The state wants to sharply ramp up efforts to build utility-scale solar projects in New Jersey, a strategy that could result in opening up existing agricultural land to huge new solar farms.
Under a bill (S-2605) now under consideration by lawmakers, a policy initiated during the Christie administration of steering new solar projects away from farmland would be scrapped. That would open up land to accommodate large solar projects that supply power directly to the grid.
Without more utility-scale solar projects that provide at least 10 megawatts (MW) of solar power and the land to locate them, the state will not achieve its goal of transitioning to 100% clean energy by 2050, according to proponents of the bill.
“It ain’t going to happen unless we change our policies,’’ said Sen. Bob Smith, the sponsor of the legislation and chairman of the Senate Environment and Energy Committee, which kicked off debate on the issue during a hearing in Trenton. No action was taken on the bill Wednesday.
“It is complicated,’’ Smith (D-Middlesex) conceded.
Utility-scale solar projects are widely viewed as the most cost-effective way of delivering solar power, largely because of the economies of scale associated with building bigger projects rather than putting solar panels on a residence or on warehouse rooftops.
The Murphy administration’s energy master plan identifies solar energy as one of the primary ways New Jersey can convert to using cleaner energy. By mid-century, that plan suggests 34% of the state’s energy needs will be produced by solar. Today, solar accounts for only 5% of its power.
The legislation aims to expand utility-scale projects by using existing farmlands where such projects might be more easily located in the nation’s most densely populated state. It probably would require roughly 25,000 acres to achieve the 3,000 MW of utility-scale projects the bill projects to build by 2030, according to Smith.
Why many environmental groups are opposed
Many environmental groups oppose opening up farmland to big solar projects, calling the bill premature and unnecessary, given that the state Board of Public Utilities (BPU) is currently engaged in an extensive discussion with solar advocates over how new solar projects will be financed going forward.
“We don’t need to cover our best farmland with utility-scale solar projects,’’ Tom Gilbert, campaign director of the New Jersey Conservation Foundation, told the committee.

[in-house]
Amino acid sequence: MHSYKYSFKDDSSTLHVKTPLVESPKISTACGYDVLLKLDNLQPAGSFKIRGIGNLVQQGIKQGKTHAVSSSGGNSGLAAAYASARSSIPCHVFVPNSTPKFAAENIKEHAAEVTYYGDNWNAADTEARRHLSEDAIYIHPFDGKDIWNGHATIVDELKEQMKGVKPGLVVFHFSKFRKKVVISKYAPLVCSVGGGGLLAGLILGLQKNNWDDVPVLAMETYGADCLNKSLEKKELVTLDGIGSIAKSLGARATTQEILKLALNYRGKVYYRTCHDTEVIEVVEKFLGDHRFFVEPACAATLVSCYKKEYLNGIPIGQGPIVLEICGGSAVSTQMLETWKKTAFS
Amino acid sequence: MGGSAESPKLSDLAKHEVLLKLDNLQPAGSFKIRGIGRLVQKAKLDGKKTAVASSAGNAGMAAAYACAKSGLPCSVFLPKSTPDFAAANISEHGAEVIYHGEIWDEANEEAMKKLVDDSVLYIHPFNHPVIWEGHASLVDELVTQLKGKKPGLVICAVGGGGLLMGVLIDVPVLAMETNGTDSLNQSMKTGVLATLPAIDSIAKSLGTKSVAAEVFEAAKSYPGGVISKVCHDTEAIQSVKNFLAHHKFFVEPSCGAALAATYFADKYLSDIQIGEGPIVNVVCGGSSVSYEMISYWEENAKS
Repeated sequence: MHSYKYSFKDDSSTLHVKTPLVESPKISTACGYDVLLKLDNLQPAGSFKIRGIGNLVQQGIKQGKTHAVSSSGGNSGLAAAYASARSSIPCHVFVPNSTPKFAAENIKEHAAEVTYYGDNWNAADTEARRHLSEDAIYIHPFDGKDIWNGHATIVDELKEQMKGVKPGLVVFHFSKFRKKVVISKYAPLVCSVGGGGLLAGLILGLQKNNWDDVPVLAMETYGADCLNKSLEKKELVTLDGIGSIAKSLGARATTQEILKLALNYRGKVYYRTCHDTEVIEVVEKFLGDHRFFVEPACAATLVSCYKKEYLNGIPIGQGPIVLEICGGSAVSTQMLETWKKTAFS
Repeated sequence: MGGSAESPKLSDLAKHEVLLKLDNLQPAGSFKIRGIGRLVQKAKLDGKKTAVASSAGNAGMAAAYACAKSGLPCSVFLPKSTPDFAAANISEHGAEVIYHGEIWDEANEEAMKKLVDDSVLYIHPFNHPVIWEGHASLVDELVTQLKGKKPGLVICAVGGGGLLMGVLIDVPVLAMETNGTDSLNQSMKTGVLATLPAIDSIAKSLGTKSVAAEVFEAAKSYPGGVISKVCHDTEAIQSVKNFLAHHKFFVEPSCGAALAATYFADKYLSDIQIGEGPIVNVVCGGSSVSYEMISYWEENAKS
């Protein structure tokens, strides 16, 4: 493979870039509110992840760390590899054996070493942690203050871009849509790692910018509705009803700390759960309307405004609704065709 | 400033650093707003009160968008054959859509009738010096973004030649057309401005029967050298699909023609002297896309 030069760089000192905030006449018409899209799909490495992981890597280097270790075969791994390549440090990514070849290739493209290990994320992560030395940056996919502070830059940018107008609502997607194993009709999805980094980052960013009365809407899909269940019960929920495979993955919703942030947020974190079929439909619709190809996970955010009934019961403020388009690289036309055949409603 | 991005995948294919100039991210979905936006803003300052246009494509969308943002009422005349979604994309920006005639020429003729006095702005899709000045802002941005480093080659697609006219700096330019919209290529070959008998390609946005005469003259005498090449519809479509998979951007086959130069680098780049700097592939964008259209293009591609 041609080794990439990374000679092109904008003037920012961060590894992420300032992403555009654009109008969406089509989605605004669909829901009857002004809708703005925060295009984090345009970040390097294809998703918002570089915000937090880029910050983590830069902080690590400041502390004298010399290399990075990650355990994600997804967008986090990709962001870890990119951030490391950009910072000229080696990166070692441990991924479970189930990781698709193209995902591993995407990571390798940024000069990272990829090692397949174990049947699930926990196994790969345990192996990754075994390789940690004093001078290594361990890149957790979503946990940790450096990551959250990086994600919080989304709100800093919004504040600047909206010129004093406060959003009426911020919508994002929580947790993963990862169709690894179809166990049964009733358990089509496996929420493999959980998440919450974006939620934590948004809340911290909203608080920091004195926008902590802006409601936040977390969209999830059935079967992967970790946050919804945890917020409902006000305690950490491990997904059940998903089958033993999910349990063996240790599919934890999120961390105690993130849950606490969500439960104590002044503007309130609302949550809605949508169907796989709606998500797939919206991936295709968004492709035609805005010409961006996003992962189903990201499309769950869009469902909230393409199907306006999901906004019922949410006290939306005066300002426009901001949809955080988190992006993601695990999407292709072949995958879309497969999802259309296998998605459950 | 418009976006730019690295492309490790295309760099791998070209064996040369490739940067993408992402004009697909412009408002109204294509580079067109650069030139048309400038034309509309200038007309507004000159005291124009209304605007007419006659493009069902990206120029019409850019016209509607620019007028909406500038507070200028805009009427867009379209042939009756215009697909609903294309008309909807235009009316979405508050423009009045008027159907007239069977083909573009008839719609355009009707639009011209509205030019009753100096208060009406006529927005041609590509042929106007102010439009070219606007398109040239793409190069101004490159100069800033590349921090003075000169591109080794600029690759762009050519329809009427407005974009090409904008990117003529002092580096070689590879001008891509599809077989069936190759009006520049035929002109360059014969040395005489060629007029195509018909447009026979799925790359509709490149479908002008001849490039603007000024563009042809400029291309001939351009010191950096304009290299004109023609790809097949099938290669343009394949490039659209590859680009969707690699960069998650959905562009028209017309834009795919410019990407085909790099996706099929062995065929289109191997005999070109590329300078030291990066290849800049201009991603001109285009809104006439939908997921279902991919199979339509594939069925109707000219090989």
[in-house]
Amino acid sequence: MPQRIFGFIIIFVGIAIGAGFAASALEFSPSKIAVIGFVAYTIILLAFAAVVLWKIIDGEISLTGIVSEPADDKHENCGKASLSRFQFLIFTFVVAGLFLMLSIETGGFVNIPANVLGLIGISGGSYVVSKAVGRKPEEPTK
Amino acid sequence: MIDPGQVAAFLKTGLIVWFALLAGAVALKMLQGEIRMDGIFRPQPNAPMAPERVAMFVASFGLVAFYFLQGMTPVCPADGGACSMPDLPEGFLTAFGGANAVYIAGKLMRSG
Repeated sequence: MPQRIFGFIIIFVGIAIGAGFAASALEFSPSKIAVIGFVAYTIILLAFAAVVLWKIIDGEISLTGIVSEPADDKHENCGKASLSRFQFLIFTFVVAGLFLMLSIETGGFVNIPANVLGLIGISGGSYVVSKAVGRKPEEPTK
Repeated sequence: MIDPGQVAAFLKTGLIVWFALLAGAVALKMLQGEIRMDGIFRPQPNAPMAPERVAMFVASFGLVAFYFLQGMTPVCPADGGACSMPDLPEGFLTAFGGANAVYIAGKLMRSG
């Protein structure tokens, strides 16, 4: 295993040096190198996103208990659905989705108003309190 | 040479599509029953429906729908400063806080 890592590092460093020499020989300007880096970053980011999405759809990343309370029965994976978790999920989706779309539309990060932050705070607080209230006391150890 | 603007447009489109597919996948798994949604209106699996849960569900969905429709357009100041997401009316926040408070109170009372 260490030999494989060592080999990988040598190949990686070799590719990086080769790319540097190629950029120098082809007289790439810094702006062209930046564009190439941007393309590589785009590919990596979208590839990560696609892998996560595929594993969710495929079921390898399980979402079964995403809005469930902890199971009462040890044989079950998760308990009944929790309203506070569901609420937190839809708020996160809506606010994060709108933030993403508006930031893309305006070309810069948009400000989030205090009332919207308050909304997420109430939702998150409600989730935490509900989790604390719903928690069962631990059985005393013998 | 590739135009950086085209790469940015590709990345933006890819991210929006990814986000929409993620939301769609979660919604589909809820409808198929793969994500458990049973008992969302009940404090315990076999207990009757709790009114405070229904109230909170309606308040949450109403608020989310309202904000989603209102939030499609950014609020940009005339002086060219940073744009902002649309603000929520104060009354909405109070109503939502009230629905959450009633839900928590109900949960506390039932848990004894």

But Ed Wengryn of the New Jersey Farm Bureau backed the bill. “It is not a huge imposition on farmland,’’ he said. “This is a change in land use. New Jersey does it all the time — where we put new housing, where we build a new industrial park. It is good that New Jersey is tackling this issue.’’
The bill directs the BPU to establish an annual competitive process where solar developers could bid on building utility-scale projects. The goal would be to build at least 375 MW of such projects each year. Once a winner is selected by the agency, each of the four public utilities would be required to negotiate a 20-year power-purchase agreement to buy its energy, capacity and renewable-energy credits associated with the facility.
The power-purchase agreements raised concern among some that it would lock customers into long-term deals that would force them to pay above-market prices for the power. That happened during the Carter administration when a law required electric utilities to enter into long-term contracts with independent power producers, who were expected — wrongly, as it turned out — to produce power more cheaply.
Rate Counsel director Stefanie Brand, in written comments submitted to the committee, said her office is concerned the 20-year length of the contract will commit ratepayers to higher costs for too long a period.
Trying to protect ratepayers
“The costs of solar have continually declined as technology has improved,’’ according to Brand. “Thus, committing ratepayers to paying a contract price for 20 years could lock them into paying more than they need to.’’
Backers of the bill argued a cost cap on the long-term contracts would help limit increases in ratepayers’ bills.
“This bill does an excellent job of protecting ratepayers,’’ said Tim Daniels, a principal and founder of Dakota Power, a company pursuing a number of utility-scale projects, including one in Salem County on about 800 acres of farmland.
Daniels argued the long-term power-purchase agreements would lower the cost to ratepayers. “This bill will reduce the bill for ratepayers,’’ he said. The company plans to invest $1 billion in building utility-scale projects in New Jersey, he said.
Labor officials also strongly backed the bill, saying it would increase economic development in the state, reduce local property taxes, and reduce New Jersey’s reliance on out-of-state renewables to meet its clean-energy goals.
None of the state’s four electric utilities weighed in on the bill. The New Jersey Utilities Association, a trade group representing the companies, declined comment, saying it was still reviewing the bill.